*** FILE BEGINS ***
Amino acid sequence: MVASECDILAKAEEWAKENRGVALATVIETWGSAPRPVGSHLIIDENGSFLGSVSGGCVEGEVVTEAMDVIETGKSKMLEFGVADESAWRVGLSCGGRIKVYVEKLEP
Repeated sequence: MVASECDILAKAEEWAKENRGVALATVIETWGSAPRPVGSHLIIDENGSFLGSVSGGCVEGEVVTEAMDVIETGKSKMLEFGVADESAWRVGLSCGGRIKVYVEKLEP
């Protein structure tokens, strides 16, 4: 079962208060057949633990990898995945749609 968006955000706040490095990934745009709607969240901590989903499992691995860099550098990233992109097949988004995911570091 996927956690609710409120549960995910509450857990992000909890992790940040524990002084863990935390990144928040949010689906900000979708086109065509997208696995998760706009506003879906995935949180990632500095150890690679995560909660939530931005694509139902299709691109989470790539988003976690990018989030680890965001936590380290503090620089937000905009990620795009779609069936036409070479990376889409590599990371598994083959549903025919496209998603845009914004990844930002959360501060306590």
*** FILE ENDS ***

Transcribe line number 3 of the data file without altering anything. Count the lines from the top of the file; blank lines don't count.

């Protein structure tokens, strides 16, 4: 079962208060057949633990990898995945749609 968006955000706040490095990934745009709607969240901590989903499992691995860099550098990233992109097949988004995911570091 996927956690609710409120549960995910509450857990992000909890992790940040524990002084863990935390990144928040949010689906900000979708086109065509997208696995998760706009506003879906995935949180990632500095150890690679995560909660939530931005694509139902299709691109989470790539988003976690990018989030680890965001936590380290503090620089937000905009990620795009779609069936036409070479990376889409590599990371598994083959549903025919496209998603845009914004990844930002959360501060306590």